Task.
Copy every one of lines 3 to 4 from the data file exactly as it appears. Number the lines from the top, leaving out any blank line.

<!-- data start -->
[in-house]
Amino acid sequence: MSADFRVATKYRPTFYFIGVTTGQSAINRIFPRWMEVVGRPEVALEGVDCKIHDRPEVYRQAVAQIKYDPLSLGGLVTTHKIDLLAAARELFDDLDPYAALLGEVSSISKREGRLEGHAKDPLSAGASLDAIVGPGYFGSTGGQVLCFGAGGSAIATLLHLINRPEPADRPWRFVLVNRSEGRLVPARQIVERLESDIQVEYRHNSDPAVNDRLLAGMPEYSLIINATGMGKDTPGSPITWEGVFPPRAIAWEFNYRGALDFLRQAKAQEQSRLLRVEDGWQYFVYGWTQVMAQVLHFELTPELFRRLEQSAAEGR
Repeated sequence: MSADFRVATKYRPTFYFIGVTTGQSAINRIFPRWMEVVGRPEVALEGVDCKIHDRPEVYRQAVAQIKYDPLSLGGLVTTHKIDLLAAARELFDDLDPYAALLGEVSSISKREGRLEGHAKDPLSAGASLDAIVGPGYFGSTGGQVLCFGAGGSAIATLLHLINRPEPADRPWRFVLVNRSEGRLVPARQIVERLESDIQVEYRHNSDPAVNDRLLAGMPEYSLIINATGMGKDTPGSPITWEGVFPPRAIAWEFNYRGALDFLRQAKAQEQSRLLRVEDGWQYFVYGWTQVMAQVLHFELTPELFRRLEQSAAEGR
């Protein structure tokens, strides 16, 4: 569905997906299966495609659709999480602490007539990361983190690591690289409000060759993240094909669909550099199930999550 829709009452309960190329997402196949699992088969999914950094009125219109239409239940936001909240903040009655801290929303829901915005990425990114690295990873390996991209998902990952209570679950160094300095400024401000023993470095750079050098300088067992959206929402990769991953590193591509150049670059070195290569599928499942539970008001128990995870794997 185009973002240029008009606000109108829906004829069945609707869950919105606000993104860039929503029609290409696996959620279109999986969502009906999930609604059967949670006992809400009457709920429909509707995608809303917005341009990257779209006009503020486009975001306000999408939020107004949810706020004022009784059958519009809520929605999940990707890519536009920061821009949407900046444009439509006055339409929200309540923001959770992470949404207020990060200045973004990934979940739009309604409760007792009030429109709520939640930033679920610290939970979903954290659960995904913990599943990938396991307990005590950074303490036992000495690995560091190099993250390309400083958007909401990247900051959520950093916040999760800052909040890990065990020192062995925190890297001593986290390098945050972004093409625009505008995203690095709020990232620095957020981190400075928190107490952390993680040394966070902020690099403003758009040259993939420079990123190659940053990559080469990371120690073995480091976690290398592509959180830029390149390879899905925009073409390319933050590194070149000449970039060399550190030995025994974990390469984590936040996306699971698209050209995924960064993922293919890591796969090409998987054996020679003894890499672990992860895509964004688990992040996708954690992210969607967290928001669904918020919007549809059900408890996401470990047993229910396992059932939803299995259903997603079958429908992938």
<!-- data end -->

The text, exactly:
Repeated sequence: MSADFRVATKYRPTFYFIGVTTGQSAINRIFPRWMEVVGRPEVALEGVDCKIHDRPEVYRQAVAQIKYDPLSLGGLVTTHKIDLLAAARELFDDLDPYAALLGEVSSISKREGRLEGHAKDPLSAGASLDAIVGPGYFGSTGGQVLCFGAGGSAIATLLHLINRPEPADRPWRFVLVNRSEGRLVPARQIVERLESDIQVEYRHNSDPAVNDRLLAGMPEYSLIINATGMGKDTPGSPITWEGVFPPRAIAWEFNYRGALDFLRQAKAQEQSRLLRVEDGWQYFVYGWTQVMAQVLHFELTPELFRRLEQSAAEGR
């Protein structure tokens, strides 16, 4: 569905997906299966495609659709999480602490007539990361983190690591690289409000060759993240094909669909550099199930999550 829709009452309960190329997402196949699992088969999914950094009125219109239409239940936001909240903040009655801290929303829901915005990425990114690295990873390996991209998902990952209570679950160094300095400024401000023993470095750079050098300088067992959206929402990769991953590193591509150049670059070195290569599928499942539970008001128990995870794997 185009973002240029008009606000109108829906004829069945609707869950919105606000993104860039929503029609290409696996959620279109999986969502009906999930609604059967949670006992809400009457709920429909509707995608809303917005341009990257779209006009503020486009975001306000999408939020107004949810706020004022009784059958519009809520929605999940990707890519536009920061821009949407900046444009439509006055339409929200309540923001959770992470949404207020990060200045973004990934979940739009309604409760007792009030429109709520939640930033679920610290939970979903954290659960995904913990599943990938396991307990005590950074303490036992000495690995560091190099993250390309400083958007909401990247900051959520950093916040999760800052909040890990065990020192062995925190890297001593986290390098945050972004093409625009505008995203690095709020990232620095957020981190400075928190107490952390993680040394966070902020690099403003758009040259993939420079990123190659940053990559080469990371120690073995480091976690290398592509959180830029390149390879899905925009073409390319933050590194070149000449970039060399550190030995025994974990390469984590936040996306699971698209050209995924960064993922293919890591796969090409998987054996020679003894890499672990992860895509964004688990992040996708954690992210969607967290928001669904918020919007549809059900408890996401470990047993229910396992059932939803299995259903997603079958429908992938």